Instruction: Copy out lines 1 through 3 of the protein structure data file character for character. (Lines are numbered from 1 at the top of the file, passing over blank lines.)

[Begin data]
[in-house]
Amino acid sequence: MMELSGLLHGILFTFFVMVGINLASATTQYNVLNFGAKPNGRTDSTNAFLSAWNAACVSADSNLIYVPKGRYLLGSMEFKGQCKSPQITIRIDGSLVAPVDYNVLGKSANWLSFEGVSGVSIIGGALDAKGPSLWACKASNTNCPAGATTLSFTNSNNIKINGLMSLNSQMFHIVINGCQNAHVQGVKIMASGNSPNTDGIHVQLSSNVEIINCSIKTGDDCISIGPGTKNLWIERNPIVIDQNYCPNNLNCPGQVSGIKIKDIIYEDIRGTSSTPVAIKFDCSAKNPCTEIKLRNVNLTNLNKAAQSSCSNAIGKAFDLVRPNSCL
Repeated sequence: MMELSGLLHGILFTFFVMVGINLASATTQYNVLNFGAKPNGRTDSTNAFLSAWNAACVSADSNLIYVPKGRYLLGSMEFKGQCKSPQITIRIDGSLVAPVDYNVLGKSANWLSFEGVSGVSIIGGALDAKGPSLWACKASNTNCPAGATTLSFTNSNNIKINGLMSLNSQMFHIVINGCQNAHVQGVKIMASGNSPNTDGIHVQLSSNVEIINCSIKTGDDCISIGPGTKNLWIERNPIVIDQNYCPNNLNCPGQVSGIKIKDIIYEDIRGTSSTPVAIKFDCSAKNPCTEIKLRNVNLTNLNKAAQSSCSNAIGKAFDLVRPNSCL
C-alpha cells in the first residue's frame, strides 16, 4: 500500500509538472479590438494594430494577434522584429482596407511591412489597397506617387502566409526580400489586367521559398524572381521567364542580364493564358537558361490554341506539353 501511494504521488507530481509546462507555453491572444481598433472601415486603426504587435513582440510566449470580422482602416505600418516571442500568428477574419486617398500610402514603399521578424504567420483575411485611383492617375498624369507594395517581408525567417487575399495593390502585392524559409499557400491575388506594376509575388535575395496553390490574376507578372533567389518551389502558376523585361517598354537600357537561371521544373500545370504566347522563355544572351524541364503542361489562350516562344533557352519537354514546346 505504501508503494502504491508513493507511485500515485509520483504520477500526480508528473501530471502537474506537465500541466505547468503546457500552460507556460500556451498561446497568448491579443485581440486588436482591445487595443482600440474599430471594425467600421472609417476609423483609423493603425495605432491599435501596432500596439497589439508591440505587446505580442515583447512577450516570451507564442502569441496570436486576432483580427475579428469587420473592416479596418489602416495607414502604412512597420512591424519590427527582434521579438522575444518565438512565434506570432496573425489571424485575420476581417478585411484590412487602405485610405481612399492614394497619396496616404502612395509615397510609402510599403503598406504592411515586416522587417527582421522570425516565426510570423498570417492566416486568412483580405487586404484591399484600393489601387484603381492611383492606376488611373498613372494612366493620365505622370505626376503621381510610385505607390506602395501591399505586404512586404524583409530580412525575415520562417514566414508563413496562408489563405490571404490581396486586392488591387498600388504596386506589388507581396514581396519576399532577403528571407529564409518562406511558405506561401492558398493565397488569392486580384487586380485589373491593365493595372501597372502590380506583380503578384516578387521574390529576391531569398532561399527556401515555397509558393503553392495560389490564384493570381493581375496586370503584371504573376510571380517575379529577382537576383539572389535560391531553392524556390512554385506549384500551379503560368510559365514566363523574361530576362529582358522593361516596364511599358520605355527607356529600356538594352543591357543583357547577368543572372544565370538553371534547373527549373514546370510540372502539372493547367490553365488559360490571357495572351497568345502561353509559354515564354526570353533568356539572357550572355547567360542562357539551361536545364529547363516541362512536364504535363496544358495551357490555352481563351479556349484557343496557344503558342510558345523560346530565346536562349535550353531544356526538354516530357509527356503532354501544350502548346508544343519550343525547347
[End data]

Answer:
[in-house]
Amino acid sequence: MMELSGLLHGILFTFFVMVGINLASATTQYNVLNFGAKPNGRTDSTNAFLSAWNAACVSADSNLIYVPKGRYLLGSMEFKGQCKSPQITIRIDGSLVAPVDYNVLGKSANWLSFEGVSGVSIIGGALDAKGPSLWACKASNTNCPAGATTLSFTNSNNIKINGLMSLNSQMFHIVINGCQNAHVQGVKIMASGNSPNTDGIHVQLSSNVEIINCSIKTGDDCISIGPGTKNLWIERNPIVIDQNYCPNNLNCPGQVSGIKIKDIIYEDIRGTSSTPVAIKFDCSAKNPCTEIKLRNVNLTNLNKAAQSSCSNAIGKAFDLVRPNSCL
Repeated sequence: MMELSGLLHGILFTFFVMVGINLASATTQYNVLNFGAKPNGRTDSTNAFLSAWNAACVSADSNLIYVPKGRYLLGSMEFKGQCKSPQITIRIDGSLVAPVDYNVLGKSANWLSFEGVSGVSIIGGALDAKGPSLWACKASNTNCPAGATTLSFTNSNNIKINGLMSLNSQMFHIVINGCQNAHVQGVKIMASGNSPNTDGIHVQLSSNVEIINCSIKTGDDCISIGPGTKNLWIERNPIVIDQNYCPNNLNCPGQVSGIKIKDIIYEDIRGTSSTPVAIKFDCSAKNPCTEIKLRNVNLTNLNKAAQSSCSNAIGKAFDLVRPNSCL